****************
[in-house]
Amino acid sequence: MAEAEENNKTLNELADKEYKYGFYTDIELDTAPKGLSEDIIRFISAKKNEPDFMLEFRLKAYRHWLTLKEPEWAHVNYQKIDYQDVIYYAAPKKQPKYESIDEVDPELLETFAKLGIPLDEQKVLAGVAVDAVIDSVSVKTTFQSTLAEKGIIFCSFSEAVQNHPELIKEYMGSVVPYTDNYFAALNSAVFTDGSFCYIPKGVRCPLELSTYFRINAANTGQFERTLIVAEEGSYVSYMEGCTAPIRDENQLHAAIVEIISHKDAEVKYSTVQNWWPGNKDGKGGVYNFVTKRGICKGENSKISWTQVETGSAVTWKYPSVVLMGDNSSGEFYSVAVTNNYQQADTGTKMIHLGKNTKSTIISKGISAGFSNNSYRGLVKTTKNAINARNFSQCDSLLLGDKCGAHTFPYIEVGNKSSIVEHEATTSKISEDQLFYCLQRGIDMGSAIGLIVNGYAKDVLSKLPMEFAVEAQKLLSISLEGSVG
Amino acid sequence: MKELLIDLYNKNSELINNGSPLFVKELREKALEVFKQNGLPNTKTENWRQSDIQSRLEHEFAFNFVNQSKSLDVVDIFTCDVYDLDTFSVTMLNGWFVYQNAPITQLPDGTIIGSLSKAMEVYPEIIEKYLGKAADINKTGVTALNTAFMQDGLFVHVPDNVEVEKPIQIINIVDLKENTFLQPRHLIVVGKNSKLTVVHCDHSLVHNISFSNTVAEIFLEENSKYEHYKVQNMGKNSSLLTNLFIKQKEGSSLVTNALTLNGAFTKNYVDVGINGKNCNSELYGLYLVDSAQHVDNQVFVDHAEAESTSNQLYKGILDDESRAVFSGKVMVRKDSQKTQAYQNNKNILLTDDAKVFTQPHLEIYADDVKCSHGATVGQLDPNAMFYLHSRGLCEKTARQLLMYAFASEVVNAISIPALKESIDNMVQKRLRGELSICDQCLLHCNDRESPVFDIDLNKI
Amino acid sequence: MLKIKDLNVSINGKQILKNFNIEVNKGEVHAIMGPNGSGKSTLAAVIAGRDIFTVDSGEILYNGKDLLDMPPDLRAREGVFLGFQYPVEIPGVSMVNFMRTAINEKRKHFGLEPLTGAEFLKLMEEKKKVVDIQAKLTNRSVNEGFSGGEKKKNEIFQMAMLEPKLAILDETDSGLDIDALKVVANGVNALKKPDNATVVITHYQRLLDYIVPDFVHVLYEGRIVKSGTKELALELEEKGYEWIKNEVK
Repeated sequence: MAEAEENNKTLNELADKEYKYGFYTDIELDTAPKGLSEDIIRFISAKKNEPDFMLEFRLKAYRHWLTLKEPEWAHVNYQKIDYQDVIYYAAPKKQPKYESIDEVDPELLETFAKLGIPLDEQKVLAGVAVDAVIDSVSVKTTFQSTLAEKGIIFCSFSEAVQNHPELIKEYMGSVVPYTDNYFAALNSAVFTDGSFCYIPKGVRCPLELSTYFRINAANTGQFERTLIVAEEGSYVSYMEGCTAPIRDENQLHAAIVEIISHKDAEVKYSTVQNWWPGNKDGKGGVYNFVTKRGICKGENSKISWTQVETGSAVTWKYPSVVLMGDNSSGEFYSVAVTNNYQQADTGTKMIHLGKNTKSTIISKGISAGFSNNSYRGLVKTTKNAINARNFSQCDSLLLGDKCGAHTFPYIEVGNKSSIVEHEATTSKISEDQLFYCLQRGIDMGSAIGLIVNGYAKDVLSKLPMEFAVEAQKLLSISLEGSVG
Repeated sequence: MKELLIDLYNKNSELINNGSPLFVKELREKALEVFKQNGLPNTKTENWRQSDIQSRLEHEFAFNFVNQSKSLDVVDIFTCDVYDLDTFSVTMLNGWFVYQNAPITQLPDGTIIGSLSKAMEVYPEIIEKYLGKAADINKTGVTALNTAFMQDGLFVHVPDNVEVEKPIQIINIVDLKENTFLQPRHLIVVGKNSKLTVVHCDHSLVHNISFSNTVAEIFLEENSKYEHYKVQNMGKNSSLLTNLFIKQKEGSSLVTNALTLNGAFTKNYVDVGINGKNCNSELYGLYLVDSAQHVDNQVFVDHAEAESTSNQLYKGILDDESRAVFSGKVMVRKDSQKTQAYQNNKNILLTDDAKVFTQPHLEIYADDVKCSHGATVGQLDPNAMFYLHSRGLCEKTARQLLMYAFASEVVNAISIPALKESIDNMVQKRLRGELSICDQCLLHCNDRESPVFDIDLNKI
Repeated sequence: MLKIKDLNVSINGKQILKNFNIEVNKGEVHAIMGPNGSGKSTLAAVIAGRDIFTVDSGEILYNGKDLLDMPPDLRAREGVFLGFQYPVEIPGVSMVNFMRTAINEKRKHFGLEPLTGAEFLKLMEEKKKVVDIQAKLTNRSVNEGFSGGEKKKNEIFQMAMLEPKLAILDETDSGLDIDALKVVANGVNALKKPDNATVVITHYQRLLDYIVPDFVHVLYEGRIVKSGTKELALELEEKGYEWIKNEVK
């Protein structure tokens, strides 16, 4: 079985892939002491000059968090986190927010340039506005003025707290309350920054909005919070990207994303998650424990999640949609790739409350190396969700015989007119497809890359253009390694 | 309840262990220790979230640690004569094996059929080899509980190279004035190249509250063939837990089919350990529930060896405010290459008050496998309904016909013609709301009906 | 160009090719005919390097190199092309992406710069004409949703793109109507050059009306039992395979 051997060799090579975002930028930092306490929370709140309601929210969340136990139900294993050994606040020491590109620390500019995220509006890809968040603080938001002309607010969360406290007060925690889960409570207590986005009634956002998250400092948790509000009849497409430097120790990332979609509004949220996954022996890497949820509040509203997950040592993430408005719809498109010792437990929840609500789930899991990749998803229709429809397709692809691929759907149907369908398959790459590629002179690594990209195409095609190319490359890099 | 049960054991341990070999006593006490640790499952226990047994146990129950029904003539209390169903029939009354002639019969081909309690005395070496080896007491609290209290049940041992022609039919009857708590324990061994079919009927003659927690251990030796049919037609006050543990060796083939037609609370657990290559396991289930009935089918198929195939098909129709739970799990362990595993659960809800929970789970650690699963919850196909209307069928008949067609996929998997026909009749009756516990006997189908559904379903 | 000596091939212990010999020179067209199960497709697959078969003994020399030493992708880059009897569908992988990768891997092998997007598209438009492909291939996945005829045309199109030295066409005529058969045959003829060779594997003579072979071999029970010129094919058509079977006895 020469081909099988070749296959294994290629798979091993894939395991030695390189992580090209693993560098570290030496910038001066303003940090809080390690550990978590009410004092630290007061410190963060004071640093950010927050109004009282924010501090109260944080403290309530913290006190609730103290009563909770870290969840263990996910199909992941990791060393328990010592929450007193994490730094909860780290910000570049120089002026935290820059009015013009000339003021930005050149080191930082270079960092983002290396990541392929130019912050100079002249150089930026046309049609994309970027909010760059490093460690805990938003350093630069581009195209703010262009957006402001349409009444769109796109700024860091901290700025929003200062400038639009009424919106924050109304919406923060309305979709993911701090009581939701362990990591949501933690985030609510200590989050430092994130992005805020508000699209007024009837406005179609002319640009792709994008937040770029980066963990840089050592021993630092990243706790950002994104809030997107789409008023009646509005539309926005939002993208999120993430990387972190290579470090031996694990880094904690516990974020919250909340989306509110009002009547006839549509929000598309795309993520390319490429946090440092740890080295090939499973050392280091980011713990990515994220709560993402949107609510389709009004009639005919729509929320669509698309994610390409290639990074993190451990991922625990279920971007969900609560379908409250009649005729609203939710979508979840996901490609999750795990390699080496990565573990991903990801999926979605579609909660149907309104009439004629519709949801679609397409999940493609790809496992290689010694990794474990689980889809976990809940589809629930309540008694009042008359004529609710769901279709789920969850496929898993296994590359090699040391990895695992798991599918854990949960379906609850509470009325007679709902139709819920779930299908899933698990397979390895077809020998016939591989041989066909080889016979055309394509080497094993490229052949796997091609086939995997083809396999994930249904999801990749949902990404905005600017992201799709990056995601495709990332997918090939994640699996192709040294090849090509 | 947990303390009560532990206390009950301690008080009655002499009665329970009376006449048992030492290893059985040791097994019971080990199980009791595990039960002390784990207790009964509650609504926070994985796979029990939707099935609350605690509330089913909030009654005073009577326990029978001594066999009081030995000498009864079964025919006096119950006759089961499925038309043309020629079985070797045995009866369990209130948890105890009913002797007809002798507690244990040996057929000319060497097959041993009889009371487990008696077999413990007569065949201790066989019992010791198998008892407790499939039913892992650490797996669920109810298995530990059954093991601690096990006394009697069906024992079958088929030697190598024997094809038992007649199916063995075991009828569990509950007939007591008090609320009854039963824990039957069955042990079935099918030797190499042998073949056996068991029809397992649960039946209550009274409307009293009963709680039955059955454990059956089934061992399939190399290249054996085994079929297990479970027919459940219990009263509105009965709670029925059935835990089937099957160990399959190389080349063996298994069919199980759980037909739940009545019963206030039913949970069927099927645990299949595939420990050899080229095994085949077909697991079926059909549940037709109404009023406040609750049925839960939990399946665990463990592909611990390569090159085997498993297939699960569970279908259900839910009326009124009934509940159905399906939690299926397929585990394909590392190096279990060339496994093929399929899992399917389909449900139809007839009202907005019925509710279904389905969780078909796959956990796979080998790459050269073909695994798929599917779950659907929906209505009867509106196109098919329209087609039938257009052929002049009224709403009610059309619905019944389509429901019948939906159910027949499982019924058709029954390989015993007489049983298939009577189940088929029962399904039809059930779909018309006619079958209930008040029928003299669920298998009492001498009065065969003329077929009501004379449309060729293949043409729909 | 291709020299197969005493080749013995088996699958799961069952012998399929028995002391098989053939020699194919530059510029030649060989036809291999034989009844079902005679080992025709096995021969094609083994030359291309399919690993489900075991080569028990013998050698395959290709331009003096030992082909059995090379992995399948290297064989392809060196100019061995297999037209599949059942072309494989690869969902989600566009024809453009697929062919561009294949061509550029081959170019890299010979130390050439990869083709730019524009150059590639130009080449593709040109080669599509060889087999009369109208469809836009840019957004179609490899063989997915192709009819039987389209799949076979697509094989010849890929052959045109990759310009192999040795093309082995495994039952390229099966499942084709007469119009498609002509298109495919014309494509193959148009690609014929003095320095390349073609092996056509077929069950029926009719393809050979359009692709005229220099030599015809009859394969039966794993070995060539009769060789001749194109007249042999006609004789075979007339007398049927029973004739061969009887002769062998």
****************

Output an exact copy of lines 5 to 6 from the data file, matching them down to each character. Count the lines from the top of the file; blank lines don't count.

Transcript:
Repeated sequence: MAEAEENNKTLNELADKEYKYGFYTDIELDTAPKGLSEDIIRFISAKKNEPDFMLEFRLKAYRHWLTLKEPEWAHVNYQKIDYQDVIYYAAPKKQPKYESIDEVDPELLETFAKLGIPLDEQKVLAGVAVDAVIDSVSVKTTFQSTLAEKGIIFCSFSEAVQNHPELIKEYMGSVVPYTDNYFAALNSAVFTDGSFCYIPKGVRCPLELSTYFRINAANTGQFERTLIVAEEGSYVSYMEGCTAPIRDENQLHAAIVEIISHKDAEVKYSTVQNWWPGNKDGKGGVYNFVTKRGICKGENSKISWTQVETGSAVTWKYPSVVLMGDNSSGEFYSVAVTNNYQQADTGTKMIHLGKNTKSTIISKGISAGFSNNSYRGLVKTTKNAINARNFSQCDSLLLGDKCGAHTFPYIEVGNKSSIVEHEATTSKISEDQLFYCLQRGIDMGSAIGLIVNGYAKDVLSKLPMEFAVEAQKLLSISLEGSVG
Repeated sequence: MKELLIDLYNKNSELINNGSPLFVKELREKALEVFKQNGLPNTKTENWRQSDIQSRLEHEFAFNFVNQSKSLDVVDIFTCDVYDLDTFSVTMLNGWFVYQNAPITQLPDGTIIGSLSKAMEVYPEIIEKYLGKAADINKTGVTALNTAFMQDGLFVHVPDNVEVEKPIQIINIVDLKENTFLQPRHLIVVGKNSKLTVVHCDHSLVHNISFSNTVAEIFLEENSKYEHYKVQNMGKNSSLLTNLFIKQKEGSSLVTNALTLNGAFTKNYVDVGINGKNCNSELYGLYLVDSAQHVDNQVFVDHAEAESTSNQLYKGILDDESRAVFSGKVMVRKDSQKTQAYQNNKNILLTDDAKVFTQPHLEIYADDVKCSHGATVGQLDPNAMFYLHSRGLCEKTARQLLMYAFASEVVNAISIPALKESIDNMVQKRLRGELSICDQCLLHCNDRESPVFDIDLNKI